Printer compatibility can be an issue for older devices. If you’re jumping from Windows 7 (or earlier) to Windows 10 then it’s definitely worth updating all available printer drivers, which should help prevent them not working post-upgrade.
Doing this is simple. Just search Google (or Bing, depending on your preference) for the name of your printer and download the latest Windows 10 compatible drivers. Follow the manufacturer’s instructions to install them and you’re good to go.
8. Changing the browser to Chrome or Firefox
Microsoft ships Windows 10 with Edge, the successor to its Internet Explorer browser (although IE is still present in the OS). For many people, however, using Chrome or Firefox is the norm, no matter what Microsoft wants.
To install Chrome or Firefox – and get back to normality – open Edge, search for either, and find a Windows 10 version. Download it, install it, and make sure it’s set as the default browser option so that Edge doesn’t keep reappearing. To do this, head to Settings, System, and click on Default Apps – click under Web Browser and you can then select your preferred default browser.
9. Learning to use Edge
If, however, you do want to use Edge then you’ll find it’s actually a decent browser, despite a few notable flaws.
One thing to note in particular is that running Edge on a touchscreen PC or tablet yields the best results as Microsoft has optimised it to support touch or pen input. Websites can be doodled on, shared, and generally messed around with in a way that other browsers don’t really facilitate.
Microsoft has also focused on making Edge fast and, above all, battery efficient. Anyone who has ever used Chrome on a laptop knows that it just sucks up battery life, so this may be a refreshing change for some.
Favourites, browsing history, passwords, and so on can be shared between Windows 10 devices, too, which means that using Edge on one machine will be the same experience as using Edge on another. It’s worth taking some time to give Edge at least a tryout before you decide it’s a problem and make any vows involving bargepoles and so on.
10. Edge won’t stream music when minimised
The browser does come with some annoying features, however. Because it’s a Universal Windows App, Edge runs on smartphones, tablets, PCs, and almost any other device. This means that it sometimes has a problem with being too much like a phone app rather than a PC program.
One of the ways this can manifest itself is by refusing to play media when minimised. Now, while it appears as this problem is mostly a thing of the past, if you do experience this problem, you can simply restart the browser – or just use a different app to stream your music.
11. Blocking pop-ups in Edge
Want to block pop-up ads in Edge? Fortunately, putting a stop to these bothersome things isn’t difficult. Within the Edge browser, you need to click on Settings (found in the top-right ‘ellipsis’ menu, the three dots), then click on View Advanced Settings – in here you need to turn on Block Pop-ups.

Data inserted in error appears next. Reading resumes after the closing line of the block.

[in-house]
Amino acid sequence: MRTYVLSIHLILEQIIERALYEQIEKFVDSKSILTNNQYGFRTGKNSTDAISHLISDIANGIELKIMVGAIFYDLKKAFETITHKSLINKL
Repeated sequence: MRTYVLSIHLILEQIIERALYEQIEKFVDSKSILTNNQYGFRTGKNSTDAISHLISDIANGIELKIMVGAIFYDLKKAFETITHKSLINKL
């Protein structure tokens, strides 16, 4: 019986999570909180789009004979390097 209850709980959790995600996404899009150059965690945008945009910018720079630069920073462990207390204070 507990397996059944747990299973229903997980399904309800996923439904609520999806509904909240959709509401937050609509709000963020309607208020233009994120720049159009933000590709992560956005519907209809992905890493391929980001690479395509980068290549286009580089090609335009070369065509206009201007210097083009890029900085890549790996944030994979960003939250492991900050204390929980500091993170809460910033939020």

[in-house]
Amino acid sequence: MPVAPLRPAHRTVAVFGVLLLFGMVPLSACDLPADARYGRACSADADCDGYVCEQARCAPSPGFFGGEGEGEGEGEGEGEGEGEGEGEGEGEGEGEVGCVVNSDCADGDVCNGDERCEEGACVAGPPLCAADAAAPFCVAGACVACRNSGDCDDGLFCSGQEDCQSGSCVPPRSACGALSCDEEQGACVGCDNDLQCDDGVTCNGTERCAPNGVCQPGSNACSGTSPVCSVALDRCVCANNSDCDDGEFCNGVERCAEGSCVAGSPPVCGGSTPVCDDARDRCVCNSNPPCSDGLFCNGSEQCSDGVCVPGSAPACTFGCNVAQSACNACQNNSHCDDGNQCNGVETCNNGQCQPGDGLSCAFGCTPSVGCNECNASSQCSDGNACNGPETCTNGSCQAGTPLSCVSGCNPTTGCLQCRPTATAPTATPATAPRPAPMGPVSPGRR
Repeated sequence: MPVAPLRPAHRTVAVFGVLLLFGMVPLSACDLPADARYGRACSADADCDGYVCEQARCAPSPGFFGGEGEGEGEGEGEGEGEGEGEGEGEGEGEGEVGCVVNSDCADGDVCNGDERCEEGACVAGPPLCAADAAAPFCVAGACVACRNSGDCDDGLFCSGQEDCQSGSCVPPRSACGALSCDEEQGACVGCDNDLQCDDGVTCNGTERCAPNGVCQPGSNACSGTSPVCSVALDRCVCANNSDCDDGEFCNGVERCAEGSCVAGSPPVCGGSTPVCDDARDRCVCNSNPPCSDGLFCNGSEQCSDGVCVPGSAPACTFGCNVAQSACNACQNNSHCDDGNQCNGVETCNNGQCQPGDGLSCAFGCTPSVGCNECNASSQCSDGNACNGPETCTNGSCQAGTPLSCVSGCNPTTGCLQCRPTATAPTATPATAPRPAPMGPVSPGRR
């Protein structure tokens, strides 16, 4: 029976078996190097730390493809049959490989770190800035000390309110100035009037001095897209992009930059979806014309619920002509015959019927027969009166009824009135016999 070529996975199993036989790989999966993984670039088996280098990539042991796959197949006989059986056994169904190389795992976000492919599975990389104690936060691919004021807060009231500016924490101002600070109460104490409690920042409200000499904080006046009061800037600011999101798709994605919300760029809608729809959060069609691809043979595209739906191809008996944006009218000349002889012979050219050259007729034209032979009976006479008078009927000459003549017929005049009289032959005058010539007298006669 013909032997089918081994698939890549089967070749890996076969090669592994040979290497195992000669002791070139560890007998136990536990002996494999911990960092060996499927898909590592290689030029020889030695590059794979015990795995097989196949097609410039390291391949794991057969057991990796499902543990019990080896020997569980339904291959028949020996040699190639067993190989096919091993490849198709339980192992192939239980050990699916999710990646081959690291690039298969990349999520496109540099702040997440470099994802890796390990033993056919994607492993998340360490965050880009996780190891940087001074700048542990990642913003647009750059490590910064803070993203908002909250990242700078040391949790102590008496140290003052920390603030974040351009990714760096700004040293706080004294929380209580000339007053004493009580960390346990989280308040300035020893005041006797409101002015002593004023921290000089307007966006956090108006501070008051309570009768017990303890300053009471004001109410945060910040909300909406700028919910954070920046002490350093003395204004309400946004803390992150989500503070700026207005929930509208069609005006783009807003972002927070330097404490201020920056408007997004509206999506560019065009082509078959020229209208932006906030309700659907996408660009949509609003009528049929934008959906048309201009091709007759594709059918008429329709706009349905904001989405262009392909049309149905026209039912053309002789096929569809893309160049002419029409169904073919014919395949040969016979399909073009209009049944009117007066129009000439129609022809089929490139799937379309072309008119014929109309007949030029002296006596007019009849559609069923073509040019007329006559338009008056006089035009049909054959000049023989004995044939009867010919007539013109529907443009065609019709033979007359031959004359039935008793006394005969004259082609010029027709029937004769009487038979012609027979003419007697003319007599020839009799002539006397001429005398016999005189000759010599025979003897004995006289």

12. Choosing Google over Bing
Many people just don’t like Bing, most likely because they have always used Google. That’s fine, and we’re sure Microsoft understands.
Changing Edge over to Google is relatively simple. Navigate in Edge to Google.com (or Yahoo, or whatever your preference) and click the ellipsis button in the top-right corner. A drop-down menu will appear: select Settings, and then navigate down to click View Advanced Settings. From here, scroll down to ‘Search in the address bar with…’ and select Add New.
Some users have reported that Add New often has no results in it, suggesting that no new search engine can be added. This isn’t true. To get past this, close and then reopen Edge and (hopefully) some results will have appeared.
13. Grappling with the touchscreen
If you’ve bought a Windows 10 machine that has a touchscreen then you are, by and large, getting the best experience with the OS.
Ever since Windows 8, Microsoft has been optimising its operating system for the finger – and sometimes pen – with large tiles, easy-to-scroll menus, and so on.
However, it can still be a little disjointed, but the easiest way to remedy this is simple: head to Start > Settings > System > Tablet Mode. Then turn Tablet Mode on – this optimises Windows 10 for fingers rather than pointers, making it far easier to use.
14. Grappling with the touchpad
Having a touchpad-enabled laptop is also good for Windows 10, but some users have reported that the upgrade from Windows 7 (and sometimes Windows 8) breaks it.
One of the ways to solve this is by first checking to see if your keyboard has a key that turns the touchpad off. If it doesn’t – or the right setting is toggled – then head to Devices > Mouse & Touchpad> Additional mouse options.
A new window will appear. From here, select the tab that says Device Settings, then Devices, and then make sure the touchpad is enabled.
If none of these options work, press Windows Key + X, select Device Manager, then the option for Mice and other pointing devices, and update the driver. This should fix things.
15. Finding Safe Mode
Safe Mode is just what you’d expect – a safe way of booting up a PC and running the system with no startup apps and only essential drivers, which should hopefully allow the computer to boot successfully when it won’t otherwise due to some issue or other.
With Windows 10, to access Safe Mode, hold down the Shift key during boot-up (or select Restart from the desktop while holding down Shift).
16. Making sure Windows 10 knows where you are
Location-based apps are fairly prominent in Windows 10 which makes it a good idea to let your PC know (roughly) where you are. Cortana, for example, can give far more information if it can accurately pinpoint where in the world it’s being used.
To update your computer’s location settings, head to the Start menu, click Settings, Time & Language, and click Region & Language – then make sure the correct country is selected. To turn on Location services, go to Settings > Privacy > Location, and flick the Location switch on.
17. Speeding up your PC